Last week’s news from Kigali, Rwanda, that hydrofluorocarbons (HFCs) emissions are being phased out globally is truly excellent news for our students and their successors. This single measure will remove up to 0.5°C warming at a time when global temperatures are more than 1°C above pre-industrial levels. In last December’s Paris Agreement, the world’s countries agreed a target maximum warning of 2°C or, if possible, 1.5°C. Without this phasing out of HFCs, agreed by nearly 200 countries as part of the Montreal Protocol , this would not be possible.
As an expert on ozone depletion, I was the lead author on the Chapter on Scenarios and Information for Policymakers in the 2014 WMO/UNEP Scientific Assessment on Ozone Depletion. It was this report that acted as scientific basis for the discussions in Kigali, and so I am delighted to see this action having been taken.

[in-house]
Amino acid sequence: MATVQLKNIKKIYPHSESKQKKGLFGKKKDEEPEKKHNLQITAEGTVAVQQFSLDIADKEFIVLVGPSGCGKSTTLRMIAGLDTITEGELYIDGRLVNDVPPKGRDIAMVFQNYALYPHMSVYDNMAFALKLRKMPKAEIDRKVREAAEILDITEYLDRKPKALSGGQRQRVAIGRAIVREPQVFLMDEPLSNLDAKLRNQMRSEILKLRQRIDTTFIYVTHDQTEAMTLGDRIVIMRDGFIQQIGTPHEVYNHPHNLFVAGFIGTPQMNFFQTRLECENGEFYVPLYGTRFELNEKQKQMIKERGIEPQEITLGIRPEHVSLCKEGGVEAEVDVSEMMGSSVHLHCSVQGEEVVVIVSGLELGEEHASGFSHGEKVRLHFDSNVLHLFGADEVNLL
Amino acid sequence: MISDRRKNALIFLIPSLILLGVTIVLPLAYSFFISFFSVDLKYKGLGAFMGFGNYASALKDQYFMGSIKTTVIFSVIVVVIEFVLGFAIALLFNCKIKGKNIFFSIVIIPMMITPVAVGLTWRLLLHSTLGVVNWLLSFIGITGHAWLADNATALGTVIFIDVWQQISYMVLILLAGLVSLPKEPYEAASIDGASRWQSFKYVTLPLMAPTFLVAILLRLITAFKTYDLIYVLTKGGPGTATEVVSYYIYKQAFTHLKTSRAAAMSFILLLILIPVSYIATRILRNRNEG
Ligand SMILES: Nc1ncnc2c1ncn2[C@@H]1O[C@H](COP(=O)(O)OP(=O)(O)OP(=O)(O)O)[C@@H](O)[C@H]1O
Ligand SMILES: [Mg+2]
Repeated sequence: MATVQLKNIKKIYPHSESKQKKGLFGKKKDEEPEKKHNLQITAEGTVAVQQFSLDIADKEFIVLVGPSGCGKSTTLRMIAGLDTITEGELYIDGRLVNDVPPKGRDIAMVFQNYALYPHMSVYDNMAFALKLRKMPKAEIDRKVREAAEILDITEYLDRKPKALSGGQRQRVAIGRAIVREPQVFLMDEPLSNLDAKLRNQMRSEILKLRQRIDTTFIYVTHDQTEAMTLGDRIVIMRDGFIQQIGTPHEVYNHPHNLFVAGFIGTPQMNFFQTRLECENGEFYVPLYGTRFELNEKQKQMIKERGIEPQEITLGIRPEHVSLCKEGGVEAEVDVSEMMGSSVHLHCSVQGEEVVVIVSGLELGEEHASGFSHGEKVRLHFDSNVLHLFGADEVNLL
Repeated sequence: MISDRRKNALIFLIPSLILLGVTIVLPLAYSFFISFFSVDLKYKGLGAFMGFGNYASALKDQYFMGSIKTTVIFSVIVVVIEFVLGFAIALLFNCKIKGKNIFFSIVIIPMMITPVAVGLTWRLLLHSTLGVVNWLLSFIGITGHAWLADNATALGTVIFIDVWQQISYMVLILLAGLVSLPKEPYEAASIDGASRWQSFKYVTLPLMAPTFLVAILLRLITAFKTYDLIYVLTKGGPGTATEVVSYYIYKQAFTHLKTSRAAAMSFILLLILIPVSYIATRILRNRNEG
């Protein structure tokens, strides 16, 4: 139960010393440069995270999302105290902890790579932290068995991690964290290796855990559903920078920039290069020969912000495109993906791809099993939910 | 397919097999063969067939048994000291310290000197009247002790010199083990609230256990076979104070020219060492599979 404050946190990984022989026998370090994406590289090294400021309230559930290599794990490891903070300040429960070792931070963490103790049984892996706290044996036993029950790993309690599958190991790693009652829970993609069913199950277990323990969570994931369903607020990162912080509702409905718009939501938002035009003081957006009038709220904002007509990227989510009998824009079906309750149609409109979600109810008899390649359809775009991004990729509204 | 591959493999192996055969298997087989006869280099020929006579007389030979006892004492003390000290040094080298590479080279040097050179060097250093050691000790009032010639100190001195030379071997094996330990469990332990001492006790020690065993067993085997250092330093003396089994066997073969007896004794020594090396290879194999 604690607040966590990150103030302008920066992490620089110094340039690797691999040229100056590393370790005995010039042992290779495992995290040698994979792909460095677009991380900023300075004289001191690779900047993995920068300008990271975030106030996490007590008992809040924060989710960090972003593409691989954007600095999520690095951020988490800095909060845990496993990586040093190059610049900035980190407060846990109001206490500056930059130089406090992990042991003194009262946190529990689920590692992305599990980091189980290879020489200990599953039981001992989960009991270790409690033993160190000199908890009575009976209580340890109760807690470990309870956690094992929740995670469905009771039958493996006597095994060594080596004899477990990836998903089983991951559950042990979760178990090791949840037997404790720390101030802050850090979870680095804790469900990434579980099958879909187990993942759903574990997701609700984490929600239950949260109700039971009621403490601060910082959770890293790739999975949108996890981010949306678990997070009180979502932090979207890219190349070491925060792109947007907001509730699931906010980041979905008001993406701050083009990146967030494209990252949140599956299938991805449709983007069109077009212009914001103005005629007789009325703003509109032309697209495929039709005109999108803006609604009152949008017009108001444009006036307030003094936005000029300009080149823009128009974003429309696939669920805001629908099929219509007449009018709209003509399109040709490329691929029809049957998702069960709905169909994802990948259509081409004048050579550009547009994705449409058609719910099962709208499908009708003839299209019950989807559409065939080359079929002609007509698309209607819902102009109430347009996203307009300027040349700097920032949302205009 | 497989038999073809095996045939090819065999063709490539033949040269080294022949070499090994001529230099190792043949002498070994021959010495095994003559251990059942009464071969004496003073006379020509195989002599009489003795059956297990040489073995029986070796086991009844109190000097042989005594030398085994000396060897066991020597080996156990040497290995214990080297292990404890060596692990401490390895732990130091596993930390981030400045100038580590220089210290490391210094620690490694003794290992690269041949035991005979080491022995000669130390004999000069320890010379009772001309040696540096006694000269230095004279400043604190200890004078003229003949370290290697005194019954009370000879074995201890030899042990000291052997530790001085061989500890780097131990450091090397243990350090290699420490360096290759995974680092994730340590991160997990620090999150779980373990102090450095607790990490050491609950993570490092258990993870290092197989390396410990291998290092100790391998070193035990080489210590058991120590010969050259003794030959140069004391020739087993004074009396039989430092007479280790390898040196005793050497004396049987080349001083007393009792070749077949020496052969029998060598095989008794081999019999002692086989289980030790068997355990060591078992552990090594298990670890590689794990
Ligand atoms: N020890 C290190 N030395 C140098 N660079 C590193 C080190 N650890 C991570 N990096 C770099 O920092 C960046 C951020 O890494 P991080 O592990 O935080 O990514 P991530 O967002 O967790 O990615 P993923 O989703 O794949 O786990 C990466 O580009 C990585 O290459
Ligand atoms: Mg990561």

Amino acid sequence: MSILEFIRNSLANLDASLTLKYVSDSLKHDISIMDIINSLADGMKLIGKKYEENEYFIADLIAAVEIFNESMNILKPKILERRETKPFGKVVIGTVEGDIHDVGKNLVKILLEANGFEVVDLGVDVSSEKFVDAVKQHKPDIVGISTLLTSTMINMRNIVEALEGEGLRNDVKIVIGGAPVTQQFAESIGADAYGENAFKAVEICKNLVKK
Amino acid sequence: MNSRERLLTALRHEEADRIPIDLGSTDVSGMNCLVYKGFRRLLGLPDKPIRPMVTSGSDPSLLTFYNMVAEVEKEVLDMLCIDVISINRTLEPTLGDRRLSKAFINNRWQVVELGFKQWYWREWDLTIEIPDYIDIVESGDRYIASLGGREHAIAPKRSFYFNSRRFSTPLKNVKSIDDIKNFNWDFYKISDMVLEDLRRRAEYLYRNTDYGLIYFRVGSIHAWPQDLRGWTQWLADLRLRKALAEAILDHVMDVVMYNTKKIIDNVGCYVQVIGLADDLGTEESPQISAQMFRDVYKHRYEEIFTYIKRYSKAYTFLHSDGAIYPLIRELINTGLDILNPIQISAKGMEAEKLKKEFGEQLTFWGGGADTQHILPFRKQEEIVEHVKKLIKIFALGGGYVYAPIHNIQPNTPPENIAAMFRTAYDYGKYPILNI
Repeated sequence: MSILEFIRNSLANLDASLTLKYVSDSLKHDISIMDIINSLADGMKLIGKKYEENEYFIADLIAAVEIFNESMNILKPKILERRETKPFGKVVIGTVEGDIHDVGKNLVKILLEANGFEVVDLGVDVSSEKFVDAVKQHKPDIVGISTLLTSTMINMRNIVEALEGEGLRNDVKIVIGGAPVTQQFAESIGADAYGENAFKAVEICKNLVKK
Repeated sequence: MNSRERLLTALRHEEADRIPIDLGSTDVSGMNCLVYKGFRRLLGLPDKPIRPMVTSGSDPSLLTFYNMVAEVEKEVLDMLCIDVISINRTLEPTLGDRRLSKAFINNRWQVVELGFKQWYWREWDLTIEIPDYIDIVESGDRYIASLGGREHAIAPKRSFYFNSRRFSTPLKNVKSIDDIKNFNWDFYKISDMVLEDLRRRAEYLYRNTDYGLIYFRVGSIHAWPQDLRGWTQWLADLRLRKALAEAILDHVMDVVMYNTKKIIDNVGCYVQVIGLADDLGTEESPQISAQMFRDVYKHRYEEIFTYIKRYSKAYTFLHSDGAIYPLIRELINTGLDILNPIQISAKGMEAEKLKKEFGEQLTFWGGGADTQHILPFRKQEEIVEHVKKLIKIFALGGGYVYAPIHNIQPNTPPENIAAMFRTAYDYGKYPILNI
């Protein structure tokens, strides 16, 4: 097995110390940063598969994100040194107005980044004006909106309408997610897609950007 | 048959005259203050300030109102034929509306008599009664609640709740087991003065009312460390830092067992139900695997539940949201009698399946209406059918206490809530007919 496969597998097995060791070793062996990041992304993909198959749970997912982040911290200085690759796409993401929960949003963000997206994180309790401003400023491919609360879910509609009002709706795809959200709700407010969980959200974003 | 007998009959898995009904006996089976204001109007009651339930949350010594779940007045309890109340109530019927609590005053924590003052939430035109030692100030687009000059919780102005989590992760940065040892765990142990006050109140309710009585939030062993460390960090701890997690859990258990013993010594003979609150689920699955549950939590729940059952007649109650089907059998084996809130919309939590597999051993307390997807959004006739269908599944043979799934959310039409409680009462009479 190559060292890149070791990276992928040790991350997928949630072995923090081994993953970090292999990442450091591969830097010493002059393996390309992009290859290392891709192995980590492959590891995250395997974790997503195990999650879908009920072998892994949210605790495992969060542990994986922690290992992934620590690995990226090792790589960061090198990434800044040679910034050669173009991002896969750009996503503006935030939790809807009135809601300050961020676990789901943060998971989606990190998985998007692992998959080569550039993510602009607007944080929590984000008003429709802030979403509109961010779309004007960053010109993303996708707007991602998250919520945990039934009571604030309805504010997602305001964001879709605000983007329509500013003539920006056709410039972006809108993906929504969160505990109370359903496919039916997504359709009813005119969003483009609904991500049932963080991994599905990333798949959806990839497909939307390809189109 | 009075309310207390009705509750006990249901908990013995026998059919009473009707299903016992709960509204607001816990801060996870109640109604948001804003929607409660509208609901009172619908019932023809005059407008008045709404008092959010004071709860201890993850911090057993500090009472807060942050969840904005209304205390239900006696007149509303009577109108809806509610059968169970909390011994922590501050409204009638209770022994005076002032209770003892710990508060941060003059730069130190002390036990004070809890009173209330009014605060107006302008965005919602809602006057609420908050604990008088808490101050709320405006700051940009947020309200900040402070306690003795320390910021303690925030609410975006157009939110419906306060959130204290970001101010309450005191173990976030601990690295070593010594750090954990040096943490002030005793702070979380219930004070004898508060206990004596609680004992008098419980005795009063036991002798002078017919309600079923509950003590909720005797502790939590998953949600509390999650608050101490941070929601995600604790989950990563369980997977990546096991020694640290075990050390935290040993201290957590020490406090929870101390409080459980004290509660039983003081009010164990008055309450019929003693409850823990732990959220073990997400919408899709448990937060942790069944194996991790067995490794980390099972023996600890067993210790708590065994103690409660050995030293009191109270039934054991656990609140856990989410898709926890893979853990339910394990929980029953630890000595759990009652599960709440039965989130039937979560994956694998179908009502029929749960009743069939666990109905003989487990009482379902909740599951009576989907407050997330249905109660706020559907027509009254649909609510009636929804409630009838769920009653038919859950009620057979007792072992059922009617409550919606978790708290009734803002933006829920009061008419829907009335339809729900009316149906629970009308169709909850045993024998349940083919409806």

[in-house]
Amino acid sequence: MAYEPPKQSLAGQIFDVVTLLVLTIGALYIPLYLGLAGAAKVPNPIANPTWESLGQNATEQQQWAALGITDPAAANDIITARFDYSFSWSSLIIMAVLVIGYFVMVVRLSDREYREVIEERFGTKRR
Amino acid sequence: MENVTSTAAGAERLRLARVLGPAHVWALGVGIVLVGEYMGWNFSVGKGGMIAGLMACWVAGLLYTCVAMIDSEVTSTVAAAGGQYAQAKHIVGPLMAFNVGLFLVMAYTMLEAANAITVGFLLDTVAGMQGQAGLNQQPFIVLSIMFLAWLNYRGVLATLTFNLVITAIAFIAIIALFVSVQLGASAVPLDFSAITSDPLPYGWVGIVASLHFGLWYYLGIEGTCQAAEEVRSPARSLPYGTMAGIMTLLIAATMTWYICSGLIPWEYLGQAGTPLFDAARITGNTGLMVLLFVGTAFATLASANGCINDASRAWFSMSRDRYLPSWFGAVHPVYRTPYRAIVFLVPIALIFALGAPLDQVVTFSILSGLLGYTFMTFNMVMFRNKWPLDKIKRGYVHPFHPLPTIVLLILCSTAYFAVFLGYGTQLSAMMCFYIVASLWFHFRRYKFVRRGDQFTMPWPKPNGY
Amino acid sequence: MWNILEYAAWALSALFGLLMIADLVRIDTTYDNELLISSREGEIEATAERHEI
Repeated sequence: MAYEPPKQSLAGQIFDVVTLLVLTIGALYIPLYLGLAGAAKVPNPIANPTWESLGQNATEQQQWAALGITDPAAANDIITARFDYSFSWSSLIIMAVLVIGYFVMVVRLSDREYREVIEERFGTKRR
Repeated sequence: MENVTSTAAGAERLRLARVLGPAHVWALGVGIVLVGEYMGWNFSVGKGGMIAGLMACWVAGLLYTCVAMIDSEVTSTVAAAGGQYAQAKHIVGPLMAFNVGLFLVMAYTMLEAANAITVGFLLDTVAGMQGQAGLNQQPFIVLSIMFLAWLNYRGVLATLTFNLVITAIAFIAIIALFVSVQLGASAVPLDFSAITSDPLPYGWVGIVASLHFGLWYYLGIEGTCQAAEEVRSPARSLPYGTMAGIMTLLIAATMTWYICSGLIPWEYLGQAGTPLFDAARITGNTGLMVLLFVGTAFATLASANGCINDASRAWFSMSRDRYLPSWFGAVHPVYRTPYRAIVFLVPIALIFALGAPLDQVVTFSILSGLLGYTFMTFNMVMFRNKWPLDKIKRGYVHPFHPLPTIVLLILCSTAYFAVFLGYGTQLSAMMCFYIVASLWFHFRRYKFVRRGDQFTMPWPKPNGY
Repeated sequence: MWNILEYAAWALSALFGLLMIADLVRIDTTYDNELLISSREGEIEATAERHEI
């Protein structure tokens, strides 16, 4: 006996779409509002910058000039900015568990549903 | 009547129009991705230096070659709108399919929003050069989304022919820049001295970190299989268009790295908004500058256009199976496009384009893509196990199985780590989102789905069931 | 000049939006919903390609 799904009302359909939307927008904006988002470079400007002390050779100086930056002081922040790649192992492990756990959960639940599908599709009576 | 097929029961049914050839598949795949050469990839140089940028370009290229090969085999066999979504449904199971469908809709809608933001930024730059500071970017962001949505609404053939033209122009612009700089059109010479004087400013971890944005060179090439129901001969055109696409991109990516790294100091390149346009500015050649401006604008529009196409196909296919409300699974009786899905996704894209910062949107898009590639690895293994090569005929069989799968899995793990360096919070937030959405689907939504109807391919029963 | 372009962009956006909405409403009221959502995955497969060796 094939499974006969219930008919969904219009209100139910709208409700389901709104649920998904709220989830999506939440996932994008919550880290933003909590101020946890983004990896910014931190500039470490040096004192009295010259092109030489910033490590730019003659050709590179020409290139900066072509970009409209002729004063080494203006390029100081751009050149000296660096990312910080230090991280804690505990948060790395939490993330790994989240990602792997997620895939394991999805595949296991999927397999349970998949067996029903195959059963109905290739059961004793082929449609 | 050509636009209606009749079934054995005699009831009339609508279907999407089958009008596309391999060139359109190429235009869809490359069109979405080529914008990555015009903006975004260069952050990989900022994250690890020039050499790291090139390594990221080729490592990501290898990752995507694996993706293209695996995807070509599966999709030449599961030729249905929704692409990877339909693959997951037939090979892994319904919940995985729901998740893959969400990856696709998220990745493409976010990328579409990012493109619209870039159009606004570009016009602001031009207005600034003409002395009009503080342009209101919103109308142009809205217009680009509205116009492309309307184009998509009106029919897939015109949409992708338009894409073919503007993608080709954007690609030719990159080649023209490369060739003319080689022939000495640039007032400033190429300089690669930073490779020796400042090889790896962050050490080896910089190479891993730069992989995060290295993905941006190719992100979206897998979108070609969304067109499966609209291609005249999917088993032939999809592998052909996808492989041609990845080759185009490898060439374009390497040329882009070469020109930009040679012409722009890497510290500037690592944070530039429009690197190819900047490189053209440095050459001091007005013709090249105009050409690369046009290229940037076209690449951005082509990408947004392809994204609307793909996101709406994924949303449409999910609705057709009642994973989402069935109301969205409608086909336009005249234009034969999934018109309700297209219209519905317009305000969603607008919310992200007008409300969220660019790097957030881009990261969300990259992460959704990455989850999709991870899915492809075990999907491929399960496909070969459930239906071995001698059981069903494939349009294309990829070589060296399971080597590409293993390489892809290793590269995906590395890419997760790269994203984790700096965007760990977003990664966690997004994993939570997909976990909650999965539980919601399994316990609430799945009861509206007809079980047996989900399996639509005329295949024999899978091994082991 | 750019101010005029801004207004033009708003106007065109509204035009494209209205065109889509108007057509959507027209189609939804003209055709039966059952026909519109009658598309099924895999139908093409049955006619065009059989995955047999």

The decision was reached in response to the Montreal Protocol on Ozone-Depleting Substances, whose goal is to protect the ozone layer, and represents a significant moment in the history of climate change talks and agreements.
Developed in the 1990s to replace ozone depleting substances, HFCs are powerful greenhouse gases and major contributors to global warming. Used mainly in air conditioners and refrigeration, they were listed among the seven greenhouse gases targeted by the UN Framework Convention on Climate Change.